Young Critics Review: Libertad
How much is an individual prepared to sacrifice for the ultimate privilege in life—unconstrained freedom? Clara Roquet’s feature debut Libertad explores this question through multiple narrative lines, all told from a female perspective.
Weaving together an intense coming-of-age friendship story, modern family drama and social commentary about migration, class differences and the liberal elite’s hypocrisy, Roquet carefully outlines the responsibility each character decides (not) to wield when making decisions that affect the collective quality of life, regardless of the magnitude of their implications. Drawing inspiration from ordinary events, Libertad is easily relatable for viewers from different age groups and social strata. The naturalistic acting of its cast makes the movie even more approachable, especially during the scenes where the camera follows Nora, an introverted teenager, played by Maria Morra Colomer with an underrated subtlety and no puberty-induced melodrama. While the family matriarch’s struggle with Alzheimer’s serves as a (relatively underdeveloped) central thread in the plot, the movie spends more time on the archetypal relationships between three generations of its female dyads: mother and daughter, niece and grandmother, friends, employer and employee.
As the movie progresses, the characters try to gain (their definition of) freedom to live without any age restrictions, family rules and socio-economic factors. Unfortunately, much as the movie seems to lack a spark of energy to fully come alive, its characters end up almost at the same place the audience meets them in the opening scenes, despite all of the sacrifices made in the name of freedom.
As a psychologist and researcher by day, a film and theatre critic by night, I’m infinitely curious about the human psyche and continuously drawn toward critical thinking for a simple reason: just like a kaleidoscope, everything in life (and in art) depends on your perspective. I started publishing my film and theatre reviews in 2012 and promptly became aware of the lack of mentorship opportunities in North Macedonia. This led me to co-found Gledaj.mkc.mk, the only online platform devoted to film and theatre criticism in the country, focused on mentoring young writers.
Whenever I’m asked about my “favourite” something (it being anything, from a country to a type of food), my default answer is “I don’t believe in the concept of having favourites”. Sometimes I follow this up with a philosophical explanation of my stance: having a favourite, for me, implies that I have had the opportunity to sample all the available varieties of the subject in question, which is simply not possible, for obvious reasons. Other times (such as now) I will vaguely answer the question by mentioning a specific experience that has piqued my interest lately.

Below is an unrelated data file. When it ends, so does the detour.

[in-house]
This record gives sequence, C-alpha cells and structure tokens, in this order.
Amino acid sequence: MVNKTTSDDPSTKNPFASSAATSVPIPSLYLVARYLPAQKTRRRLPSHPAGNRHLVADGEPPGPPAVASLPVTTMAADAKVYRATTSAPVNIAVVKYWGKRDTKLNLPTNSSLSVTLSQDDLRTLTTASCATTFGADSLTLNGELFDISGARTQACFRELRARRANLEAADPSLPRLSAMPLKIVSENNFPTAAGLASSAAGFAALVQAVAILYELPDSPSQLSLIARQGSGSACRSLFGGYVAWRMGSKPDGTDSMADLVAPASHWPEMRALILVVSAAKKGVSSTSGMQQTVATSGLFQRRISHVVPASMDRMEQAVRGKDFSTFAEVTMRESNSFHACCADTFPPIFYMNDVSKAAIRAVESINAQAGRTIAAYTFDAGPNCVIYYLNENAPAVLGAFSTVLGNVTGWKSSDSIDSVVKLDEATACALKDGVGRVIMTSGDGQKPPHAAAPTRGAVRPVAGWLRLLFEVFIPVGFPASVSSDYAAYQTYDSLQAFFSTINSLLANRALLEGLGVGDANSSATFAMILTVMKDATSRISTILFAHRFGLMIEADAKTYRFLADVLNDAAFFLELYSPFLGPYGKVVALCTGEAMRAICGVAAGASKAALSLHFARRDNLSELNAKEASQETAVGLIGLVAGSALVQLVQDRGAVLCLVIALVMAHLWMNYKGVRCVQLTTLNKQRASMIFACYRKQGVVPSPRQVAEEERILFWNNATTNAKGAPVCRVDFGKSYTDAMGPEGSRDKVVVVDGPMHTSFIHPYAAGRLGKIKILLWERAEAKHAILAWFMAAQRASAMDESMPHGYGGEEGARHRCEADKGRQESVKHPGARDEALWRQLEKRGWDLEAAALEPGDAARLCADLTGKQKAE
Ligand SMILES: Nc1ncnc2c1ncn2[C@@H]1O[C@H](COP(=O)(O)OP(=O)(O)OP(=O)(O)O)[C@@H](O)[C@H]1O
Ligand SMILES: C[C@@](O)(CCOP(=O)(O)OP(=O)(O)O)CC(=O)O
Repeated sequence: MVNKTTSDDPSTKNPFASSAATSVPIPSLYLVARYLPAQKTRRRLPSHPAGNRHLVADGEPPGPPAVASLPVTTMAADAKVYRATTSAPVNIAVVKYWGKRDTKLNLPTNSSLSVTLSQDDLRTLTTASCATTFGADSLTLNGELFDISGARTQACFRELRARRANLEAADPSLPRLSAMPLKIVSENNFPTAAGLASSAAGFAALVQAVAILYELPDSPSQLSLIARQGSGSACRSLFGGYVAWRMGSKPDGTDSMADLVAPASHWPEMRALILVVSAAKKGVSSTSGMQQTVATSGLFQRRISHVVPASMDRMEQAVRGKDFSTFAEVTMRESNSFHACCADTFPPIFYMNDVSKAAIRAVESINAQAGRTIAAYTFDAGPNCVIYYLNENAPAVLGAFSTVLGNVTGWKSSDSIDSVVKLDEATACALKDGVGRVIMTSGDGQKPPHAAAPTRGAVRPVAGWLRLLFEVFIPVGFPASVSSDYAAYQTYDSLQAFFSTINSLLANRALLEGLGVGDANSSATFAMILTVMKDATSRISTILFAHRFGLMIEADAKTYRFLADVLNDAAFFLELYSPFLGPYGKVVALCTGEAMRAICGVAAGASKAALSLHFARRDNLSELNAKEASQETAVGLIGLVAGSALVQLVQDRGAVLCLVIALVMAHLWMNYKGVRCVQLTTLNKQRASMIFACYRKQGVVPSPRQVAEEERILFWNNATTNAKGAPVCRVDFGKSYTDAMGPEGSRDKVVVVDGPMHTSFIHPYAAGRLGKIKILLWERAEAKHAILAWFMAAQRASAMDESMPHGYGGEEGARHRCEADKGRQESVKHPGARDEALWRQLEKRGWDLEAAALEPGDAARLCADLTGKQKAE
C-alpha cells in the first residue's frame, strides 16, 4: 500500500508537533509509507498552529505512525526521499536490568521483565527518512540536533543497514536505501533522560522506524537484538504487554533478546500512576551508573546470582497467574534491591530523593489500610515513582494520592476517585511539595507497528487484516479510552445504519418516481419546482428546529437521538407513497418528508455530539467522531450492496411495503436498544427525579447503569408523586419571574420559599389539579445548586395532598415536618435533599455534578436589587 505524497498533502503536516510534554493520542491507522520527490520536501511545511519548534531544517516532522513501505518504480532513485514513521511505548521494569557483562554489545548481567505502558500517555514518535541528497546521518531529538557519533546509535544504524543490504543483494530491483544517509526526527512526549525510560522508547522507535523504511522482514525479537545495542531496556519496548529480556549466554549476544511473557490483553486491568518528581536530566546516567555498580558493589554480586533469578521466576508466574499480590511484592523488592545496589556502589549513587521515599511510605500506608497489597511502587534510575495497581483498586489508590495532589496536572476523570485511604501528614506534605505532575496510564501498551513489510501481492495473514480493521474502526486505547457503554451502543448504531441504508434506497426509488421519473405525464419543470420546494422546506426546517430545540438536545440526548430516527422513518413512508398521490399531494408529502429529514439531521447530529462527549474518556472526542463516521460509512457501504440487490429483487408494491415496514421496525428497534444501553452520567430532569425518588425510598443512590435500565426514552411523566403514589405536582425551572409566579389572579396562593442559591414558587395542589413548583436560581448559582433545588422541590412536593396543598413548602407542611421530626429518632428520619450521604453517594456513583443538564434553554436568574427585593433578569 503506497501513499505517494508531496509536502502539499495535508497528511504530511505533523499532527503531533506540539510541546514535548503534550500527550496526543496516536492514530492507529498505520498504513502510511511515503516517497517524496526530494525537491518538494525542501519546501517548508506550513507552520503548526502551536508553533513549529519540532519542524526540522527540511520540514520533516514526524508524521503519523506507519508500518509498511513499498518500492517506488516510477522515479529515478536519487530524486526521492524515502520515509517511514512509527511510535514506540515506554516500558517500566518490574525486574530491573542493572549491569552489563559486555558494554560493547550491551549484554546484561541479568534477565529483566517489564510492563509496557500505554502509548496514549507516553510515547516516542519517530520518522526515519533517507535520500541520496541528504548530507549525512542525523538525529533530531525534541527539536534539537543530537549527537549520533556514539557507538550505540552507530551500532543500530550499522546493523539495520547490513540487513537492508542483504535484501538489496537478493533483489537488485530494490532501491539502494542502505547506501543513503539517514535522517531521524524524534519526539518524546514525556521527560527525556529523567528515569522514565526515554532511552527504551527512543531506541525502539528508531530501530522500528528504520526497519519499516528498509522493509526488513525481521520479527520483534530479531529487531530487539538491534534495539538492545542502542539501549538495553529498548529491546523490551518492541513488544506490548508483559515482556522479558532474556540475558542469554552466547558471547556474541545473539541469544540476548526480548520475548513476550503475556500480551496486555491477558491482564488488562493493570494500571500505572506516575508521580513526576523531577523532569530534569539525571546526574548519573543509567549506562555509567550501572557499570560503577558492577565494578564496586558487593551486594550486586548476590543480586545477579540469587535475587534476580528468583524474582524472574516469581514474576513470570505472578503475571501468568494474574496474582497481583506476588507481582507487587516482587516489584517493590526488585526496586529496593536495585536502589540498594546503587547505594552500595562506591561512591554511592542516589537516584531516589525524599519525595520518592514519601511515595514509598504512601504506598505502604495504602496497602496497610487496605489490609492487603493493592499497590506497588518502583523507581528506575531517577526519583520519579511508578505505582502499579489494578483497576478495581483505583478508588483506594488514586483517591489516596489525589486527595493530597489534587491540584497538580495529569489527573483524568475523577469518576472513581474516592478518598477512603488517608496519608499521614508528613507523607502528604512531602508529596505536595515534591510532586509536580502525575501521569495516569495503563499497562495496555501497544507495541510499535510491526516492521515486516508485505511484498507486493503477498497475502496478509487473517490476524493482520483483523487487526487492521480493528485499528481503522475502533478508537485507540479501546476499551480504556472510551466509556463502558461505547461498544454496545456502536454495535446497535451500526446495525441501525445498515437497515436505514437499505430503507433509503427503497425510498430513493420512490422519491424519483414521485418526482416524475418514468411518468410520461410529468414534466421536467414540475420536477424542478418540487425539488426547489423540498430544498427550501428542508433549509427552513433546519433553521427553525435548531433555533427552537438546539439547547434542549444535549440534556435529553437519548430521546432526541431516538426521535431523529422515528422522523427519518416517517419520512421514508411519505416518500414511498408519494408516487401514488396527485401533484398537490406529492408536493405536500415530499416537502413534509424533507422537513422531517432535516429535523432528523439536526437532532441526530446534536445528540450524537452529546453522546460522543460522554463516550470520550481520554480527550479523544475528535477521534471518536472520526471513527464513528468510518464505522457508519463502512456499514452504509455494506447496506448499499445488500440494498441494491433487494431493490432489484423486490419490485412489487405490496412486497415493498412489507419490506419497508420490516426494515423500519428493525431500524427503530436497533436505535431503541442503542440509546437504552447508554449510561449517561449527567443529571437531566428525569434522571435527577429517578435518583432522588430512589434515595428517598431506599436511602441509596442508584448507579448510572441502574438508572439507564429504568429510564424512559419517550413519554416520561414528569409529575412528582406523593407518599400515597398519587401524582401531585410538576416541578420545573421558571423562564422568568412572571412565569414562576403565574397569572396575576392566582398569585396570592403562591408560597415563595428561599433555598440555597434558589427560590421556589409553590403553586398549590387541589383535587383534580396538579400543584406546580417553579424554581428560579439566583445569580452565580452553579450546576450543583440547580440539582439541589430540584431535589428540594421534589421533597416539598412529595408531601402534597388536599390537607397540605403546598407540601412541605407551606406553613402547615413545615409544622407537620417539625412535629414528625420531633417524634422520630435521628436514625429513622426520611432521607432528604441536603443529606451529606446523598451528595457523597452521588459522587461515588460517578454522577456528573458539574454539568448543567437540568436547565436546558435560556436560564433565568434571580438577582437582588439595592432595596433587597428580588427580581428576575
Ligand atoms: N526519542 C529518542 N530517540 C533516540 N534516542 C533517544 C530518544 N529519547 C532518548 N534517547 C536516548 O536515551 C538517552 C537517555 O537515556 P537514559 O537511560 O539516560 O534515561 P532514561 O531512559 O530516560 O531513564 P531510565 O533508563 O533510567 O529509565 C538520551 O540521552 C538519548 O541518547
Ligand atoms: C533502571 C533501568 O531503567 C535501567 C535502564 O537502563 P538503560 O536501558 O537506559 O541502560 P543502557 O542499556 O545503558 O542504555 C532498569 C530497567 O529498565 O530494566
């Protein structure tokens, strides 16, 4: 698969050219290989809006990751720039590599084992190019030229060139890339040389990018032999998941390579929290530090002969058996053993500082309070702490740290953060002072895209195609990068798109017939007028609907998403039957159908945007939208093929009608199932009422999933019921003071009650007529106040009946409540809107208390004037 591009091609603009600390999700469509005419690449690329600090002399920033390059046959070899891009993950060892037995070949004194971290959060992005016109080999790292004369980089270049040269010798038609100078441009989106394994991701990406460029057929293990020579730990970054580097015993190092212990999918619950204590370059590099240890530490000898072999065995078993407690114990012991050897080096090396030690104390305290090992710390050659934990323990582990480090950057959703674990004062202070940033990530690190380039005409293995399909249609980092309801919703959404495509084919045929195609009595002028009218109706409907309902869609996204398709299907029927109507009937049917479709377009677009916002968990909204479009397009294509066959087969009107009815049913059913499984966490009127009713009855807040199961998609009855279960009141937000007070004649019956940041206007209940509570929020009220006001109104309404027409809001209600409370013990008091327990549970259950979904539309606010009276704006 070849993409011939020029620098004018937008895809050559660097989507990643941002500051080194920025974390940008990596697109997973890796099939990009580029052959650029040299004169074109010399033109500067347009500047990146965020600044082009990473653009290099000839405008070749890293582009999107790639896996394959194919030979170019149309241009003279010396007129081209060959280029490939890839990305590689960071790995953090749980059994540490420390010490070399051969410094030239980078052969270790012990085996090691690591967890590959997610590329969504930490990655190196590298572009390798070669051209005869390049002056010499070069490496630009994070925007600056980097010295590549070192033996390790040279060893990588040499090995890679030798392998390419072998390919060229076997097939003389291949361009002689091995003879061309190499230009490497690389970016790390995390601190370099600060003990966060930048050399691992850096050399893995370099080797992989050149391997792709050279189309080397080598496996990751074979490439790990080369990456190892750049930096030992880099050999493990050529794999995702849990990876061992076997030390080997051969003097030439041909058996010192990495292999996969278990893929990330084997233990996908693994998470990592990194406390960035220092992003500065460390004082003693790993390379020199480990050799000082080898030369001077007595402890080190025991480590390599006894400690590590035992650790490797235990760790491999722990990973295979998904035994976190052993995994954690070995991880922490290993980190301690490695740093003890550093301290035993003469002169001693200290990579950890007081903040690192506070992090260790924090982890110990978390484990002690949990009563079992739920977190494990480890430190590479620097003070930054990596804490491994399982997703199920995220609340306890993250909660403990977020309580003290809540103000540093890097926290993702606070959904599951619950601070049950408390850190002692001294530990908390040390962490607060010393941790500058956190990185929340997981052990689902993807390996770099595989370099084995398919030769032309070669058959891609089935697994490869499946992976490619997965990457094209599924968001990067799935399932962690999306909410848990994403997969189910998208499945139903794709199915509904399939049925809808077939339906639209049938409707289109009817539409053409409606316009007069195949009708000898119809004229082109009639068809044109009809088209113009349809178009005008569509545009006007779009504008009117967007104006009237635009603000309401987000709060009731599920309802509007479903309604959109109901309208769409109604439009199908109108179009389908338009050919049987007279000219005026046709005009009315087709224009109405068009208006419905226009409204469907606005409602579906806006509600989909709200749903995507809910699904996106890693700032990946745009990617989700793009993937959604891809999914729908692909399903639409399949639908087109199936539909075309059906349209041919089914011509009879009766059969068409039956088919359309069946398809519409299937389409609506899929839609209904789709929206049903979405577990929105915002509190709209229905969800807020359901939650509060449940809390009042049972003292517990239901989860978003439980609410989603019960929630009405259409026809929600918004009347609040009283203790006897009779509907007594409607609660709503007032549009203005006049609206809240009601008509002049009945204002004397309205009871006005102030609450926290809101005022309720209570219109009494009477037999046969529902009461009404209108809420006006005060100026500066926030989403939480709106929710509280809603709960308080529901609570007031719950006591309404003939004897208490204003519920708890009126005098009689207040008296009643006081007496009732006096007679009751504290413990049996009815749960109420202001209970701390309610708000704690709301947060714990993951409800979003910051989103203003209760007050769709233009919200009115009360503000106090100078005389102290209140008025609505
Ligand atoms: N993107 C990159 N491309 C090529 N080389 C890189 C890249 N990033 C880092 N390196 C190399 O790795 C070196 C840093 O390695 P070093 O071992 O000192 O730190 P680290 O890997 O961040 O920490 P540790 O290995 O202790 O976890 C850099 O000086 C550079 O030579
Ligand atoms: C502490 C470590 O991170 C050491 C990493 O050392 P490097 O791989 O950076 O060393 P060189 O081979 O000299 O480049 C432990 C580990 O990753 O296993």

While re-watching the original Ghost in the Shell (directed by Mamoru Oshii in 1995) for the umpteenth time last summer, my thoughts lingered on the question: what does it mean to be human, especially in the middle of a global (health and economic) crisis? The multilayered anime suggests a fundamental, yet often overlooked answer: connecting with other people, regardless of the physical boundaries of our everyday lives. A well-thought-out synecdoche of the movie is the melancholic boat scene, which brilliantly encapsulates the “ghost” in this cinematic “shell”. Each time I hear Motoko’s ghost saying "What We See Now Is Like A Dim Image In A Mirror. Then We Shall See Face To Face", a cycle of deep self-reflection starts anew.
Top three anticipated FFG Films
When attending a festival, my strategy usually consists of three steps: 1) temporarily ‘forgetting’ everything I know about certain films, directors, actors, etc.; 2) watching as many films as humanly possible, without any expectations or preconceived notions; and 3) “remembering” my previously forgotten knowledge and analyzing the watched movies in a wider socio-political and historical context. This year is special because I haven’t been to an international film festival since the COVID-19 crisis started and I’m super excited about attending the Film Fest Ghent. That being said, I’m looking forward to seeing: Bergman Island (2021) by Mia Hansen-Løve, Captain Volkonogov Escaped (2021) by Natasha Merkulova & Aleksey Chupov and The Year of the Everlasting Storm (2021) by Jafar Panahi, Dominga Sotomayor, Malik Vitthal, David Lowery, Apichatpong Weerasethakul, Laura Poitras & Anthony Chen.